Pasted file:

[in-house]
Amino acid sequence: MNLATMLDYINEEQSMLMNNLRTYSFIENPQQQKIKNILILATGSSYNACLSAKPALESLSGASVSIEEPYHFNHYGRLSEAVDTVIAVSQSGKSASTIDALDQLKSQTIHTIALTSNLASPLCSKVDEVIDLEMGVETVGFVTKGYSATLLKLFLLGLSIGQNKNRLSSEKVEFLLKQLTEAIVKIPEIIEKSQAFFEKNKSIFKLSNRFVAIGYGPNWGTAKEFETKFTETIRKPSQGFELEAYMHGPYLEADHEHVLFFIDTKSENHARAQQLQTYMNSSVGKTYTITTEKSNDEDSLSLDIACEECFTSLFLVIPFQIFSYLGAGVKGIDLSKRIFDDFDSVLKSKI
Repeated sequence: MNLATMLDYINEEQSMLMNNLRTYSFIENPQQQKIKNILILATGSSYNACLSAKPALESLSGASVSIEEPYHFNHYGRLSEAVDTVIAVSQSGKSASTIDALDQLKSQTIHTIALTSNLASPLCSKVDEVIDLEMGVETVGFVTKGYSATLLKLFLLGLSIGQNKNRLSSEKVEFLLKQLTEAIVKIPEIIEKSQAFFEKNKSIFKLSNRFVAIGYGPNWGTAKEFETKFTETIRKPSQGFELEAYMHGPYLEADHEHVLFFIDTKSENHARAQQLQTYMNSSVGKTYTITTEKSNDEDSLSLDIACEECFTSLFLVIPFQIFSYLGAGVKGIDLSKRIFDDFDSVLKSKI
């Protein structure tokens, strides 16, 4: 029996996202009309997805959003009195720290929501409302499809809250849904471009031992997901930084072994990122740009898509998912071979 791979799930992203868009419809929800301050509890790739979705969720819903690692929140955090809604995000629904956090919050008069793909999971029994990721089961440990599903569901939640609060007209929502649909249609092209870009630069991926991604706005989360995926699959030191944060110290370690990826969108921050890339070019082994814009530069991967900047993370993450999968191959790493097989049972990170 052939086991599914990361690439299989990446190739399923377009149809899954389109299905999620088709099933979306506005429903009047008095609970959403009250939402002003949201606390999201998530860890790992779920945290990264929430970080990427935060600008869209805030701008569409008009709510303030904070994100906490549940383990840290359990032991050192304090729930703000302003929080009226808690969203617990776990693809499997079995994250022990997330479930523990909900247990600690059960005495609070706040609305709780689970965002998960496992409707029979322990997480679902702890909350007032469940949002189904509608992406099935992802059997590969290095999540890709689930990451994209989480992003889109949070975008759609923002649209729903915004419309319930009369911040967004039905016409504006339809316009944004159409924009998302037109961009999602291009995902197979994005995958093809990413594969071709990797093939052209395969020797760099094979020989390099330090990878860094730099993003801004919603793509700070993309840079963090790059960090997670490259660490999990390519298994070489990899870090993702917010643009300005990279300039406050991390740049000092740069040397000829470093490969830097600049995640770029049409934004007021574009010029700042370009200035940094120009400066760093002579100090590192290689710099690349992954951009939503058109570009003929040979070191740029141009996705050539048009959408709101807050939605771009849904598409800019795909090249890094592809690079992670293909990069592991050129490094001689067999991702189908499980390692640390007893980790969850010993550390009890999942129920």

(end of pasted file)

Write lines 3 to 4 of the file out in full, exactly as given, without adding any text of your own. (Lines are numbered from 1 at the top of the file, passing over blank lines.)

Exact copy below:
Repeated sequence: MNLATMLDYINEEQSMLMNNLRTYSFIENPQQQKIKNILILATGSSYNACLSAKPALESLSGASVSIEEPYHFNHYGRLSEAVDTVIAVSQSGKSASTIDALDQLKSQTIHTIALTSNLASPLCSKVDEVIDLEMGVETVGFVTKGYSATLLKLFLLGLSIGQNKNRLSSEKVEFLLKQLTEAIVKIPEIIEKSQAFFEKNKSIFKLSNRFVAIGYGPNWGTAKEFETKFTETIRKPSQGFELEAYMHGPYLEADHEHVLFFIDTKSENHARAQQLQTYMNSSVGKTYTITTEKSNDEDSLSLDIACEECFTSLFLVIPFQIFSYLGAGVKGIDLSKRIFDDFDSVLKSKI
């Protein structure tokens, strides 16, 4: 029996996202009309997805959003009195720290929501409302499809809250849904471009031992997901930084072994990122740009898509998912071979 791979799930992203868009419809929800301050509890790739979705969720819903690692929140955090809604995000629904956090919050008069793909999971029994990721089961440990599903569901939640609060007209929502649909249609092209870009630069991926991604706005989360995926699959030191944060110290370690990826969108921050890339070019082994814009530069991967900047993370993450999968191959790493097989049972990170 052939086991599914990361690439299989990446190739399923377009149809899954389109299905999620088709099933979306506005429903009047008095609970959403009250939402002003949201606390999201998530860890790992779920945290990264929430970080990427935060600008869209805030701008569409008009709510303030904070994100906490549940383990840290359990032991050192304090729930703000302003929080009226808690969203617990776990693809499997079995994250022990997330479930523990909900247990600690059960005495609070706040609305709780689970965002998960496992409707029979322990997480679902702890909350007032469940949002189904509608992406099935992802059997590969290095999540890709689930990451994209989480992003889109949070975008759609923002649209729903915004419309319930009369911040967004039905016409504006339809316009944004159409924009998302037109961009999602291009995902197979994005995958093809990413594969071709990797093939052209395969020797760099094979020989390099330090990878860094730099993003801004919603793509700070993309840079963090790059960090997670490259660490999990390519298994070489990899870090993702917010643009300005990279300039406050991390740049000092740069040397000829470093490969830097600049995640770029049409934004007021574009010029700042370009200035940094120009400066760093002579100090590192290689710099690349992954951009939503058109570009003929040979070191740029141009996705050539048009959408709101807050939605771009849904598409800019795909090249890094592809690079992670293909990069592991050129490094001689067999991702189908499980390692640390007893980790969850010993550390009890999942129920």